This paper describes the design and implementation of DAVID, a lunar vehicle developed for the European Space Agency (ESA) Lunar Robotics Challenge, presenting severe terrain negotiation and sample acquisition challenges. We discuss in some detail two of the main innovative aspects of our entry to the challenge, i.e. the locomotion system and the sample acquisition system. Motivated by the challenge specifications, a range of different locomotion systems were considered, among which we chose a simple, rugged and effective wheeled system. We provide an account of the choice of five different types of wheels, which were designed, analyzed and experimentally tested in conditions similar to the challenge. The system eventually turned out to be very effective in negotiating 89% slopes of volcanic terrain on the challenge site, Mount Teide in Tenerife. To reduce the distance to be traveled on the difficult terrain and avoid risks in reaching the lowest parts of a crater, the vehicle was endowed with an innovative sample acquisition system, i.e. a casting manipulator. Casting manipulation is a technique in which the end-effector is thrown, the sample material is acquired, and the end-effector is retrieved using a light tether that acts as a "fishing line". The casting manipulator developed for DAVID uses an innovative sling-like technique, capable to obtain longer and more precise casts than previous oscillating versions. The analysis and experimental verification of DAVID's robot sling are reported, demonstrating its effectiveness. Finally, we give a brief account of the outcomes of the ESA Lunar Robotics Challenge, where our team came in second over other 8 teams that passed the final qualification phase.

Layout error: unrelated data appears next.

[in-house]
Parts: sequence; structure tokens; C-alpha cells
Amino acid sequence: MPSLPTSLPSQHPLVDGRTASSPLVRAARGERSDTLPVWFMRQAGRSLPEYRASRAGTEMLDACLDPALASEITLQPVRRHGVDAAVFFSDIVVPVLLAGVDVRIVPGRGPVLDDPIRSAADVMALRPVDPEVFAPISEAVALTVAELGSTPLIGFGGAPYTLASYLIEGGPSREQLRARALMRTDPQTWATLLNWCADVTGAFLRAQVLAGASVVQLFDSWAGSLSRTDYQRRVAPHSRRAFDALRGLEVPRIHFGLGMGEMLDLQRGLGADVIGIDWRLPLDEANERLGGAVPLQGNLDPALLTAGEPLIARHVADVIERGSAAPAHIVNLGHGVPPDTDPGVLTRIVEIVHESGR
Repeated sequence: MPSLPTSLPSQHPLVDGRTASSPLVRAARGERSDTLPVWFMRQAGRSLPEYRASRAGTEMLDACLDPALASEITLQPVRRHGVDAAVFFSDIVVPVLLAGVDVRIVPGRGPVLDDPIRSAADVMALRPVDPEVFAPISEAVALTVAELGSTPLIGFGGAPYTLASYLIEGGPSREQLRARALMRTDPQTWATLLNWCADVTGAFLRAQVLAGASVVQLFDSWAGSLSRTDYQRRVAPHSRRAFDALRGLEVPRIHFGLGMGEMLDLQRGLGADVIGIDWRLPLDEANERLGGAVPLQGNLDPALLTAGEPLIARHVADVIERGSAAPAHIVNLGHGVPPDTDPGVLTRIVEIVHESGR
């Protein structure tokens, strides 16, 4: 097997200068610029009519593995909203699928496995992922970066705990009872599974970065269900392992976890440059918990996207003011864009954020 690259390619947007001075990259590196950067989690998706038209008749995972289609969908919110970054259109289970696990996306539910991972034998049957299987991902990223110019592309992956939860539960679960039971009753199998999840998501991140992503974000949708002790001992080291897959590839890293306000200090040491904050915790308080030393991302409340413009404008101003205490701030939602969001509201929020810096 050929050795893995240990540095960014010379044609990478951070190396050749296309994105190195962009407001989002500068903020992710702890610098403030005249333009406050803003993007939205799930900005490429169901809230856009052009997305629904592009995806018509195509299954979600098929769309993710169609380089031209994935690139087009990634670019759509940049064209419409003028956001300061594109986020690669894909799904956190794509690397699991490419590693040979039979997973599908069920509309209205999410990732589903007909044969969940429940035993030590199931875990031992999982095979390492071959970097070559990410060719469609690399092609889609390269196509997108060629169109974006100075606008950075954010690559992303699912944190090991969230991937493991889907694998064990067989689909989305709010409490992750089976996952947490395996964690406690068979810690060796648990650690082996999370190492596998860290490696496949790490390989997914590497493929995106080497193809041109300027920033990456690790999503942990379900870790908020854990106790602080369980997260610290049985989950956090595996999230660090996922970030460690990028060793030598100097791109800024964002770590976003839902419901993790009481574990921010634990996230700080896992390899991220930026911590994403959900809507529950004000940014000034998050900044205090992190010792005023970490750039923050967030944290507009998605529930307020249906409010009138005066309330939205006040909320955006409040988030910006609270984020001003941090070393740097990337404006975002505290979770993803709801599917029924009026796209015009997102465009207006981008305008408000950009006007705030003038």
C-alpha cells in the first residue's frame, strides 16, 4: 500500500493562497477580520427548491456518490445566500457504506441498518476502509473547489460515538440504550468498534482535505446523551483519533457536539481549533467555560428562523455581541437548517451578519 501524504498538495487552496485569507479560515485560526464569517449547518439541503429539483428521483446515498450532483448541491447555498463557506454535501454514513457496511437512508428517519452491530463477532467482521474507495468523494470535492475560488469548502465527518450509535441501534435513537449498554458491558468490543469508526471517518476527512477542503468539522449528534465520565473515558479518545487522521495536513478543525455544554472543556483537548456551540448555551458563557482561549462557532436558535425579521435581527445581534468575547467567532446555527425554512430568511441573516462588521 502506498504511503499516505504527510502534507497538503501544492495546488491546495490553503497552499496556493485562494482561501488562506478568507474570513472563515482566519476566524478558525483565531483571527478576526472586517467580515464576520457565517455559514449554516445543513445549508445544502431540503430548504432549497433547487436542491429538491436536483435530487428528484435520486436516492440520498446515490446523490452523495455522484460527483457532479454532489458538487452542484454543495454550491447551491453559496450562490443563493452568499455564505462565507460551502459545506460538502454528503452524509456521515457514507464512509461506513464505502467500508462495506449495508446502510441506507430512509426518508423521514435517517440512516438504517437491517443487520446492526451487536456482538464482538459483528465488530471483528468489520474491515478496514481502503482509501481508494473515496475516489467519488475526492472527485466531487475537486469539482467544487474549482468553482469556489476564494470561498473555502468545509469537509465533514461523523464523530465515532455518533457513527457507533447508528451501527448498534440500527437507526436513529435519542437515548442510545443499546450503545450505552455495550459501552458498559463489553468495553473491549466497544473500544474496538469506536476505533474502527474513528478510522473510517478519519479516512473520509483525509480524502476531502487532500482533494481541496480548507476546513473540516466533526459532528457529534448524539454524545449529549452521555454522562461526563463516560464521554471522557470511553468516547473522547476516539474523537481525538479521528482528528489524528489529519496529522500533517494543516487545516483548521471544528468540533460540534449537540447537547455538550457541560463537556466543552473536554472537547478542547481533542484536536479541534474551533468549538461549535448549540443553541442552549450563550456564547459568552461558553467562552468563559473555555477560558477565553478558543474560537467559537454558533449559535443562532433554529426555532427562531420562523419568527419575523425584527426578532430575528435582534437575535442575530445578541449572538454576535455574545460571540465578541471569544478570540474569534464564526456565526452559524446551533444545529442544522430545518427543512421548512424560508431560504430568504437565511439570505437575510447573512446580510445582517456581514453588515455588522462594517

|Numero di pagine||7|
|Stato di pubblicazione||Published - 2009|
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